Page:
Sunday, May 29, 2016

76-Year Old Lawyer Loses Last Case Of His Career, Bowing Out w/ Guilty Plea To Raiding Client Trust Account Of Over $5 Million

In New York City, the New York Law Journal reports:
  • A disbarred lawyer pleaded guilty in federal court earlier this [month] to defrauding clients out of more than $5 million.

    Stuart A. Schlesinger [] admitted to one count of wire fraud before Southern District Judge William Pauley.

    Schlesinger's attorney, Murray Richman of the Bronx, said his client, once a name partner at the now-disbanded firm Julien & Schlesinger, allocuted to fraud in excess of $5 million. A wire fraud conviction carries a sentence of up to 20 years.

    The Southern District U.S. Attorney's Office and the FBI announced Schlesinger's arrest in December 2015 for stealing personal injury settlement proceeds (NYLJ, Dec. 18, 2015). Schlesinger, 76, waived indictment in the case.

    By the time of his arrest, Schlesinger had already been disbarred by the Appellate Division, First Department, for several months. He resigned from the bar, saying he could not successfully fight disciplinary misconduct claims of misappropriating some $600,000 in settlement funds.

    Schlesinger graduated from Fordham University School of Law and was admitted to the bar in 1965. Richman said his client would make an effort at restitution. "It's a sad day to see a lawyer fall so far," Richman said.

    Sentencing is scheduled for Sept. 16.
Source: Disbarred Attorney Admits Defrauding Clients of $5M (may require paid subscription; if no subscription, GO HERE, then click the appropriate link to the story).

See, generally, Frederick Miller, "If You Can't Trust Your Lawyer .... ?", 138 Univ. of Pennsylvania Law Rev. 785 (1990) for more on the apparent, long-standing tolerance for deceit by many in the legal profession:
  • This tolerance to deception is encouraged by the profession's institutional civility. Seldom is a fig called a fig, or a shyster a shyster. No, our euphemisms are wonderfully polite: "frivolous conduct," or a "lack of candor;" or "law-office failure;" or, heaven forbid, a "peculation," a "defalcation," or a "negative balance" in a law firms's trust account.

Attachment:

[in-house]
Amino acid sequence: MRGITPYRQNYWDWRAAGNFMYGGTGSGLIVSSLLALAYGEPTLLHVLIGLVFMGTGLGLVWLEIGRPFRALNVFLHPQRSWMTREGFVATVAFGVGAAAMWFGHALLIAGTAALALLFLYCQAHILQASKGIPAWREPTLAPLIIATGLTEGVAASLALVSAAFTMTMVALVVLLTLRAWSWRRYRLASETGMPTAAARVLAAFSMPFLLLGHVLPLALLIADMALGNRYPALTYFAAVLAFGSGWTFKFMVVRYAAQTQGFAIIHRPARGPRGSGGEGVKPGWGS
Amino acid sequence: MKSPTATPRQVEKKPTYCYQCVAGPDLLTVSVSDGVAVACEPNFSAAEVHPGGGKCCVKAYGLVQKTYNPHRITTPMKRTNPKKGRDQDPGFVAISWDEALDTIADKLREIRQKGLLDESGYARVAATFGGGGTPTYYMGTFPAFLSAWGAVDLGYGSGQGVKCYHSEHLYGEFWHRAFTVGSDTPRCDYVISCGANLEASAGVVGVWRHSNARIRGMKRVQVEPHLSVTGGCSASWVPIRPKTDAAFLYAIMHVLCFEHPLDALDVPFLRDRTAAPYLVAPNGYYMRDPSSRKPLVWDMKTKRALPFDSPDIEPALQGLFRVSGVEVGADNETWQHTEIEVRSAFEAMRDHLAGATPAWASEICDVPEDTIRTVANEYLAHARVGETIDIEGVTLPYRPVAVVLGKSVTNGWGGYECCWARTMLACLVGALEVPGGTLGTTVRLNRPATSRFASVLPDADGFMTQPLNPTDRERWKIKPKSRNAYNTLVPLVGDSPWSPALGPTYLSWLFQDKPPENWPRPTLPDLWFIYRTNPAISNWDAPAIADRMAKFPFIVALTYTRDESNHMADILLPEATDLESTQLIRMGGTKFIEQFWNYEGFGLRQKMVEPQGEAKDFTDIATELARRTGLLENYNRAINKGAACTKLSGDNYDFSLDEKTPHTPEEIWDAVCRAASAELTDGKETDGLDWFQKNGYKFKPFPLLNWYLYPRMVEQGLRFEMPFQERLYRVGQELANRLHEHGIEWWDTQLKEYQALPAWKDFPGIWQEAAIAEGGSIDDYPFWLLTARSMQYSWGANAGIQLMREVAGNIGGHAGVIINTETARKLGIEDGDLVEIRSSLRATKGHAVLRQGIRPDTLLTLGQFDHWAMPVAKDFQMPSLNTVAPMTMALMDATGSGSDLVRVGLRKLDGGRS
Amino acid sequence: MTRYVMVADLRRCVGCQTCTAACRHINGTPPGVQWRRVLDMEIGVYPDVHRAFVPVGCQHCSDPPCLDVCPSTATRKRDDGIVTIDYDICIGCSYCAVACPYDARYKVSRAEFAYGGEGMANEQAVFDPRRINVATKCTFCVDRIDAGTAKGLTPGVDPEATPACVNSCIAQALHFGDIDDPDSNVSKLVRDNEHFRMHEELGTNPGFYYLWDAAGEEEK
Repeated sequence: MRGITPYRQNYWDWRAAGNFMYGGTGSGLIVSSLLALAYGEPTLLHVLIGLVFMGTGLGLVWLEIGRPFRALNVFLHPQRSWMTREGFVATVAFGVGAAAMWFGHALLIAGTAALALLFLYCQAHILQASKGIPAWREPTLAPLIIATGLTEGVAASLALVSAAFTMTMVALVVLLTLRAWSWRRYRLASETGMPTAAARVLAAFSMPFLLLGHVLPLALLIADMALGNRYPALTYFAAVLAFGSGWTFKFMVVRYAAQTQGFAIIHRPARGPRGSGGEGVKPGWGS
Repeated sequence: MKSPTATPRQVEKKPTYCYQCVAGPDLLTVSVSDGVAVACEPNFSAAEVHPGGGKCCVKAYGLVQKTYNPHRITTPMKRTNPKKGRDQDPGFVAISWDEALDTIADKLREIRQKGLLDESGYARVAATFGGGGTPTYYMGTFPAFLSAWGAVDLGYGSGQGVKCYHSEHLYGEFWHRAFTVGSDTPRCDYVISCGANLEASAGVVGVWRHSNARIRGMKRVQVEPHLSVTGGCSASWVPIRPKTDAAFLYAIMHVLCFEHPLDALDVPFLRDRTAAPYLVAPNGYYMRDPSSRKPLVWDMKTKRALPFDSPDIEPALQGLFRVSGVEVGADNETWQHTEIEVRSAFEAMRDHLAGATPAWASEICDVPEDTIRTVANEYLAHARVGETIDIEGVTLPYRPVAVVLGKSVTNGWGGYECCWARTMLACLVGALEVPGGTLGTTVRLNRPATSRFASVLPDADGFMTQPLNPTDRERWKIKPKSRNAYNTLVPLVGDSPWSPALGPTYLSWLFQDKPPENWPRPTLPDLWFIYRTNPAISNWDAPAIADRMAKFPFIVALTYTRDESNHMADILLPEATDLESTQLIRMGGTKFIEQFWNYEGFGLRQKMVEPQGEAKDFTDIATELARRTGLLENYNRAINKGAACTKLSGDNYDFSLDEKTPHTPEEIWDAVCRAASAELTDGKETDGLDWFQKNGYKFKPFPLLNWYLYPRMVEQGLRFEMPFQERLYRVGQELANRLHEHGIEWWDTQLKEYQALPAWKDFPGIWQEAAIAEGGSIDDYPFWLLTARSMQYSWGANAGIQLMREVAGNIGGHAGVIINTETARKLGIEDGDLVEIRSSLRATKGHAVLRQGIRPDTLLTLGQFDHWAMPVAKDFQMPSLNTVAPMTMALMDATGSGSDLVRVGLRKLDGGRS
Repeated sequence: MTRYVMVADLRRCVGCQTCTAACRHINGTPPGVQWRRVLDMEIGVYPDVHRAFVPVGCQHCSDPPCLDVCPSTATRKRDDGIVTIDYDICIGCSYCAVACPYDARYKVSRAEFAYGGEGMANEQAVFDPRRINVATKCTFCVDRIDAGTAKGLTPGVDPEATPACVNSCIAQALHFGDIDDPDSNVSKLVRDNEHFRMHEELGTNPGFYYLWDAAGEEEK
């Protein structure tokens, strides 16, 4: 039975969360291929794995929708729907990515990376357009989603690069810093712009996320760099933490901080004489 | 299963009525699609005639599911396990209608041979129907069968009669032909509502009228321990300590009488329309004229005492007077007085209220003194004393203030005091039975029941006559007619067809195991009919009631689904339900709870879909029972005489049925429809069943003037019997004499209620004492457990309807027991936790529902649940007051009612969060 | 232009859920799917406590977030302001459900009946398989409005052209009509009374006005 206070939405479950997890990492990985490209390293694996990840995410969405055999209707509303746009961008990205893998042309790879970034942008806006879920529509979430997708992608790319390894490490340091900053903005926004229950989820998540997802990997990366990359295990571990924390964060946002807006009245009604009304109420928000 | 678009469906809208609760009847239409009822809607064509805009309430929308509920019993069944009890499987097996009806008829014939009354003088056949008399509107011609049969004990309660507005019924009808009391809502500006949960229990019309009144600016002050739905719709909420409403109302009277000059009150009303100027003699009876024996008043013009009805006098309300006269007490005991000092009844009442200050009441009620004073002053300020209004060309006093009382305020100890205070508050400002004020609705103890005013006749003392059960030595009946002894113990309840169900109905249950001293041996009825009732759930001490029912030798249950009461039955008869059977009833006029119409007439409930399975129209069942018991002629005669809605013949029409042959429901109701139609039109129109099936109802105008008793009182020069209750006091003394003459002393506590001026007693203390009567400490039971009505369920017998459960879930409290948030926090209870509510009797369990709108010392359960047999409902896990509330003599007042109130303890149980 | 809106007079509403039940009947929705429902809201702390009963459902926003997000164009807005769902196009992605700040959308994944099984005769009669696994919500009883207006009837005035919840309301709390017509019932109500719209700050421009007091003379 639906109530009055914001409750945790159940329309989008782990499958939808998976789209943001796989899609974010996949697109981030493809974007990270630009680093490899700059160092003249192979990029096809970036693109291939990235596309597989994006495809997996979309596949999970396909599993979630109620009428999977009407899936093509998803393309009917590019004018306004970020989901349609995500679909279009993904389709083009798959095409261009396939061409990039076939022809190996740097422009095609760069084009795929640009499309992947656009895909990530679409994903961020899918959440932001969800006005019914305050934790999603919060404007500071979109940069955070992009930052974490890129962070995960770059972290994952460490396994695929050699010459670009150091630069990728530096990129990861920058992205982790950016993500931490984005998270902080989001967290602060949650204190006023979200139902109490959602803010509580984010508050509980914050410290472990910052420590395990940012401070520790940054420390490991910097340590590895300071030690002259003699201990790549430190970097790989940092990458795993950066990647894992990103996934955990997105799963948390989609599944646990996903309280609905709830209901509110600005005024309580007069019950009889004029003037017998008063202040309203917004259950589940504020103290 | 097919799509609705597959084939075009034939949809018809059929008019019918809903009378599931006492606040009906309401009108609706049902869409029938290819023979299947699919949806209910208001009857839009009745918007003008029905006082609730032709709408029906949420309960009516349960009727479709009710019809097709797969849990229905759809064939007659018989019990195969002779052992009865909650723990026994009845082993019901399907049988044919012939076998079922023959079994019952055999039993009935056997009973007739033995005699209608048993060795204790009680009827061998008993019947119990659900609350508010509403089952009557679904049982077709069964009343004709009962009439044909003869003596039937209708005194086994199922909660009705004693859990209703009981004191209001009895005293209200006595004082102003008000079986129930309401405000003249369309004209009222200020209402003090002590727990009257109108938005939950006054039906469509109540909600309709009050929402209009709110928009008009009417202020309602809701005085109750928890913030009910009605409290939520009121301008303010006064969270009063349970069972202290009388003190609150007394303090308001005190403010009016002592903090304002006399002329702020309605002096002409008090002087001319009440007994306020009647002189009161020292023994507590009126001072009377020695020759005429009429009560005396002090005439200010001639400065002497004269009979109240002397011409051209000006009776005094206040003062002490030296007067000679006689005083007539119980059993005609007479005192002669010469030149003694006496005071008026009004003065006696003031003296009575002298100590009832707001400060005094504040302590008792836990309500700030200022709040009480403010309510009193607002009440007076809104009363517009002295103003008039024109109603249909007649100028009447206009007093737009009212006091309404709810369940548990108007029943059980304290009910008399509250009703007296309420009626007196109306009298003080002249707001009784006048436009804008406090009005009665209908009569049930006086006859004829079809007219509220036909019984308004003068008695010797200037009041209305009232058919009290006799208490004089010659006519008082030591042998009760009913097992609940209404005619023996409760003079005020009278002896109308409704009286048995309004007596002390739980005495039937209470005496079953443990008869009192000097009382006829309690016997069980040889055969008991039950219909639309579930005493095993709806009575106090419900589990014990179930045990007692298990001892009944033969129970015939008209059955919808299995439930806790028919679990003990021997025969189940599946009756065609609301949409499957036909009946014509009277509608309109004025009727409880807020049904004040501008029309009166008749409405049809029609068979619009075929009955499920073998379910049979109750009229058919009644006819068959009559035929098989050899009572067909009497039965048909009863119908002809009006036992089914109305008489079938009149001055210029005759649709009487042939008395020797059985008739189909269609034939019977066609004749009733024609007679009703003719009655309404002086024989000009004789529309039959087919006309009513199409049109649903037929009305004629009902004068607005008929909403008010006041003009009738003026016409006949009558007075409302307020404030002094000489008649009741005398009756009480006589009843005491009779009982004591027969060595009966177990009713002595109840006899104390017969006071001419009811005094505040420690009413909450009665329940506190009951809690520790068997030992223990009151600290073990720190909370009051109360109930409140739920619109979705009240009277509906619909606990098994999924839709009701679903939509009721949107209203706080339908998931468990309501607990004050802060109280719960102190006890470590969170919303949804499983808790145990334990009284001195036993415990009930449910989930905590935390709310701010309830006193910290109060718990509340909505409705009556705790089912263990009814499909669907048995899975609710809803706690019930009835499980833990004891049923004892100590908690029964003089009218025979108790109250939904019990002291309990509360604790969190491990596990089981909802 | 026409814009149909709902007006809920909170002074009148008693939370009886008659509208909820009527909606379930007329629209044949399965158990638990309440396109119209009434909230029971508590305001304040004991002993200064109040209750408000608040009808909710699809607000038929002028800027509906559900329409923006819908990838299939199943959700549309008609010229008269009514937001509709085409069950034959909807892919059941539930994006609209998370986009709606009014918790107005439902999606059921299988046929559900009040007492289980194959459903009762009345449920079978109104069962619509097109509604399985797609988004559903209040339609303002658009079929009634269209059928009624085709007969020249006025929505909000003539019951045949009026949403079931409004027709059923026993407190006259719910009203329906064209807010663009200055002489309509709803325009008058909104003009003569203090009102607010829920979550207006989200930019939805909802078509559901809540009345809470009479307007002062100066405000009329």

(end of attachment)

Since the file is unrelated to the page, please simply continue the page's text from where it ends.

There is also widespread reluctance on the part of lawyers --- again, some lawyers --- to discuss publicly, much less acknowledge, that they have colleagues who engage in deceit and unprofessional conduct.

    This reluctance is magnified when the brand of deceit involves the theft of client money and property, notwithstanding that most lawyers would agree that stealing from clients is the ultimate ethical transgression.[...] The fact is, however, that theft of client property is not an insignificant or isolated problem within the legal profession. Indeed, it is a hounding phenomenon nationwide, and probably the principal reason why most lawyers nationwide are disbarred from the practice of law.
(1) The Lawyers’ Fund For Client Protection Of the State of New York manages and distributes money collected from annual dues paid by members of the state bar to members of the public who have sustained a financial loss caused by the dishonest conduct of a member of the New York bar acting as an attorney or a fiduciary.

For similar "attorney ripoff reimbursement funds" that attempt to clean up the financial mess created by the dishonest conduct of lawyers licensed in other states and Canada, see:
Maps available courtesy of The National Client Protection Organization, Inc.

See generally:
  • N.Y. fund for cheated clients wants thieving lawyers disbarred, a July, 2015 Associated Press story on this Fund reporting that the Fund's executive director, among other things, is calling for prompt referral to the local district attorney when the disciplinary committee has uncontested evidence of theft by a lawyer injuring a client or an admission of culpability;

    When Lawyers Steal the Escrow, a June, 2005 New York Times story describing some cases of client reimbursements ("With real estate business surging and down-payment amounts rising with home prices, the temptation for a lawyer to filch money from a bulging escrow account and later repay it with other clients' money has never been greater, said lawyers who monitor the thefts."),

    Thieving Lawyers Draining Client Security Funds, a December, 1991 New York Times story that gives some-real life examples of how client security funds deal with claims and the pressures the administrators of those funds may feel when left insufficiently financed as a result of the misconduct of a handful of lawyer/scoundrels.